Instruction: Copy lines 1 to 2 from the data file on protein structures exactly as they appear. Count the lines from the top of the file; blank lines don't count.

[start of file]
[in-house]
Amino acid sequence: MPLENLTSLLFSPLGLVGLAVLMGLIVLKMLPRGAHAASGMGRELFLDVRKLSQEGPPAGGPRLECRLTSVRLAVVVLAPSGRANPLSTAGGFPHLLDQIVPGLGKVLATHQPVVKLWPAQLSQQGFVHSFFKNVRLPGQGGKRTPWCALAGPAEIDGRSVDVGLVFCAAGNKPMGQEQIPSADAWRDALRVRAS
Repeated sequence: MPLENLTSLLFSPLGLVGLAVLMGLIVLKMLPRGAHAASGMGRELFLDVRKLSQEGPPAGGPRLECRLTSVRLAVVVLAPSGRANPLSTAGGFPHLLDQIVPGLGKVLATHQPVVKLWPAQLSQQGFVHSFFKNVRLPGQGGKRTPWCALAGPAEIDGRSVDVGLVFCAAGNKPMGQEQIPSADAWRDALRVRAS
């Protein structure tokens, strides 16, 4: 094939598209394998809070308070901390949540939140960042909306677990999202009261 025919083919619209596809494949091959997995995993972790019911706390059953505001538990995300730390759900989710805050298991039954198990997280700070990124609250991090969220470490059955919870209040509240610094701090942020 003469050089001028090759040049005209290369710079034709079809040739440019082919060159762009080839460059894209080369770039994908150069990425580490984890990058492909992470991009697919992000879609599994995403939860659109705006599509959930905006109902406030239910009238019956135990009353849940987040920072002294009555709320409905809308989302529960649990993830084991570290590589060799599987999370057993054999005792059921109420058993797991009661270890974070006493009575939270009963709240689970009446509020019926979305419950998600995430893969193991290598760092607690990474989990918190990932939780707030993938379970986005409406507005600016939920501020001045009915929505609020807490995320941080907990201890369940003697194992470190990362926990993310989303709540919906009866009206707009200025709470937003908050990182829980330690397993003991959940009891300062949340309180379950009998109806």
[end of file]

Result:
[in-house]
Amino acid sequence: MPLENLTSLLFSPLGLVGLAVLMGLIVLKMLPRGAHAASGMGRELFLDVRKLSQEGPPAGGPRLECRLTSVRLAVVVLAPSGRANPLSTAGGFPHLLDQIVPGLGKVLATHQPVVKLWPAQLSQQGFVHSFFKNVRLPGQGGKRTPWCALAGPAEIDGRSVDVGLVFCAAGNKPMGQEQIPSADAWRDALRVRAS